Batter’s Box: All That Glitters is Goldschmidt

In his final Batter's Box of the 2019 season, Scott Chu shares three interesting story lines from 2019 as well as news and notes about the best hitters of the final games of the regular season.

And that’s a wrap, folks. The 2019 season is in the books, and six long months of joy, agony, amazement and despair have come to a close. I hope you all had success and/or fun in your leagues, and I want to thank you for letting me jump in here four times a week to barrage you with blurbs. It has been the best writing experience of my career thus far, and I am so humbled and happy that I got to share it with you. Pitcher List is an amazing place, and it’s only going to get better, including an offseason that will be the most robust we’ve had since our formation.

For my final write-up of the season, I’m going to share a handful of the story lines I was most intrigued by in 2019 as well as a few that I think will be fun to watch in the winter:

  1. The rise of the slappy. I like to refer to slap-hitters with limited power and speed as “slappies,” and this season saw several such players rise to fantasy prominence. Jeff McNeil was probably the most heralded if you don’t count the breakouts of Ketel Marte and DJ LeMahieu (who previously had this profile), but others such as Bryan ReynoldsLuis ArraezKevin Newman, and David Fletcher also provided key contributions for fantasy players throughout the season. In 2000, the league as a whole hit .270. In 2019, the league hit .252. From 2000-2009, the league never hit below .262. Since 2010, the league has never hit better than .257. Batting average is harder to find than ever, and guys who can provide it are extremely valuable.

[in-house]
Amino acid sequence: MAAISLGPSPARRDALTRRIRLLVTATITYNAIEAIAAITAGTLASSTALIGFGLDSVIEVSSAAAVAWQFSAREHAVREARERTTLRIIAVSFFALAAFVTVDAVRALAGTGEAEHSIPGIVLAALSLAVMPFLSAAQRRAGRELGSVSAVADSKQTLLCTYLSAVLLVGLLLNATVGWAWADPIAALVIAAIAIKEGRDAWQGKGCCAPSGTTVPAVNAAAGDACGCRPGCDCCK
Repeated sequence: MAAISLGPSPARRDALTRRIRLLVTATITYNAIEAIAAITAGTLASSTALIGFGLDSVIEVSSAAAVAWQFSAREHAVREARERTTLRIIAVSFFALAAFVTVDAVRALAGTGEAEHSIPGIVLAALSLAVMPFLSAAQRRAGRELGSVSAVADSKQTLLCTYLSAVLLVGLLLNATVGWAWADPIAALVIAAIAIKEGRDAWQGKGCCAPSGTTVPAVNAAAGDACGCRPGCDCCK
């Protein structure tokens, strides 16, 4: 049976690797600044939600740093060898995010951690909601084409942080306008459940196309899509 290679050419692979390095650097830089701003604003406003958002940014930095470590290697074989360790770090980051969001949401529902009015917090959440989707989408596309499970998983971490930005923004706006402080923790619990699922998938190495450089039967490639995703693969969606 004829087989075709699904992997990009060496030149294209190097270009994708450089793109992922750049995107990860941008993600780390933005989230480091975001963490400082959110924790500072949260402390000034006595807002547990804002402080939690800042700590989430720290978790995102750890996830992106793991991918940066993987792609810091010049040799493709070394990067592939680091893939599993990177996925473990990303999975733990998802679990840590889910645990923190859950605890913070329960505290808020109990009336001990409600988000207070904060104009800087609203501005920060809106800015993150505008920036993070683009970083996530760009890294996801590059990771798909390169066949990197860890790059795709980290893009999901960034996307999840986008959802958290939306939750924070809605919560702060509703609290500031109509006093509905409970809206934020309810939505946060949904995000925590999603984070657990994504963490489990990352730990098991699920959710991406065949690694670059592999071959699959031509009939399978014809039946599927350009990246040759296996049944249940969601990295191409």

2. The fall of the rabbit. At the end of 2018, a popular story line was the drop in stolen bases. This coming offseason, expect the story to be bigger and bolder, as the league’s base totals dropped to 2281—193 fewer than the historically low totals from 2018. Expect speed to go earlier and more often in drafts, but don’t panic and overpay for a guy such as Mallex Smith or Delino DeShields.
  3. Youthful exuberance. The youth movement is baseball is well underway, and it covers all segments of the fantasy game. Pete AlonsoFernando Tatis Jr., and Yordan Alvarez stole the show with their incredible skills, but many less heralded guys such as Tommy EdmanChristian WalkerMike Yastrzemski, and even Jon Berti delivered the fantasy goods when called upon. The fantasy community already had a painful weakness to young players, and I only expect it to get worse (or better, depending on your perspective) in 2020.

Once again, thank you all for your readership, feedback, banter and time in 2019. We at Pitcher List look forward to providing even more content this offseason and beyond.

Oh, and by the way, if you’re at all interested in filling your off season with some fantasy curling action, follow me on Twitter (@ifthechufits) for updates and announcements. It’s going to be great.